Born in Missouri, Rogers began taking dance and singing lessons as a toddler. By age five, she was appearing in commercials. At age 15, she won a Charleston dancing contest and soon after began touring the Southern and Midwestern vaudeville circuit with her act, “Ginger and the Redheads.” Her mother, Lela, a reporter and writer, worked as Ginger’s manager and traveled with her as a chaperone. She and Ginger’s father had divorced shortly after Ginger was born, and Lela would continue to manage her daughter’s career until her death in 1971.
After making a splash on Broadway in George Gershwin’s hit play Girl Crazy, Rogers signed a film contract in 1931. She would play a series of wisecracking blondes in a number of B movies, working at various studios before settling at RKO. In 1933, she was paired with Fred Astaire in Flying Down to Rio. Although she lacked formal ballroom training, she and Astaire made a perfect match on the dance floor. Audiences flocked to the 10 movies they made together, including The Gay Divorcee (1933), Top Hat (1935), Swing Time (1936) and Shall We Dance? (1937). Apart from her graceful dance moves, Rogers also established her credentials as a serious actress with her performance in the 1940 film Kitty Foyle, for which she won an Academy Award for Best Actress.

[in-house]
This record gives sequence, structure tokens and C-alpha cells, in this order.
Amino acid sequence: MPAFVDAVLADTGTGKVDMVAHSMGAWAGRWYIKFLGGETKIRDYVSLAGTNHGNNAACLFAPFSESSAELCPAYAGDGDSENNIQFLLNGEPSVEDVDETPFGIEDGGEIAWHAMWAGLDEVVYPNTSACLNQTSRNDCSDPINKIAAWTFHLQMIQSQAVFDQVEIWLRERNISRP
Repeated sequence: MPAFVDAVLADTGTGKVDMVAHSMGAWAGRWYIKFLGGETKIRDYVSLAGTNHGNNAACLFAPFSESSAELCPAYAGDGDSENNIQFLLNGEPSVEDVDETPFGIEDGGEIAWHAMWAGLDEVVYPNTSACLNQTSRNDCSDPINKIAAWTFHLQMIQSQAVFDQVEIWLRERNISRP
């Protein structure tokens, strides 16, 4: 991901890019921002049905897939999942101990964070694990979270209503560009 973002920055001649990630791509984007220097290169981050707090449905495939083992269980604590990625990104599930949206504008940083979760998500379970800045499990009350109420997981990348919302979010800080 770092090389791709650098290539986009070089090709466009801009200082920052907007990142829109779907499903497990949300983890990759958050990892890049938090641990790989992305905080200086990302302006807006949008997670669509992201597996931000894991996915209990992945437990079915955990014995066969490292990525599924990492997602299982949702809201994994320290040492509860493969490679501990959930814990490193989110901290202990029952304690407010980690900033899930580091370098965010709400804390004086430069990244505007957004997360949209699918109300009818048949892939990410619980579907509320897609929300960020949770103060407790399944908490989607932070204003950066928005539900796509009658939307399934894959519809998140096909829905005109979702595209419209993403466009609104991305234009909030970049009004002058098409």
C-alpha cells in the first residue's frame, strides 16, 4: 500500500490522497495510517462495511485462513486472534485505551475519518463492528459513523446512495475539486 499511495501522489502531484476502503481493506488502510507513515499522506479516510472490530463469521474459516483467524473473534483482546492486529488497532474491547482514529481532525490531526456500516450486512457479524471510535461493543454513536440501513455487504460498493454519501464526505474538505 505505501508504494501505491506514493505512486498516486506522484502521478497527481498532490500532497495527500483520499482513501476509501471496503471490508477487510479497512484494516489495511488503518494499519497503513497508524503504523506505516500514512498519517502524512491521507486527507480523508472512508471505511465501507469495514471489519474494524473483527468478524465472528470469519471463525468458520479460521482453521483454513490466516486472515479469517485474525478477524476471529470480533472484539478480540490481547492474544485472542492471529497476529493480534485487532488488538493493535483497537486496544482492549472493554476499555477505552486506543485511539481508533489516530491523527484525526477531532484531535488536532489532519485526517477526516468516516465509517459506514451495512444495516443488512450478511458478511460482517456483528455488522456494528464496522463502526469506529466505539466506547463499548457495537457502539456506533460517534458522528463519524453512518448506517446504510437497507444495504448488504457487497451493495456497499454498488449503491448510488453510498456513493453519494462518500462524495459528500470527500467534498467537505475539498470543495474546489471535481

On this date in 1974, Pamela Susan Courson, the long-term companion of Jim Morrison, vocalist of The Doors died from an overdose in Los Angeles.
Her cremated remains are interred at Fairhaven Memorial Park in Santa Ana, California. It is because of her connection to Orange County that I began researching famous Orange County residents; this ultimately led to the release of my first book, Final Resting Places Orange County’s Dead & Famous (2010).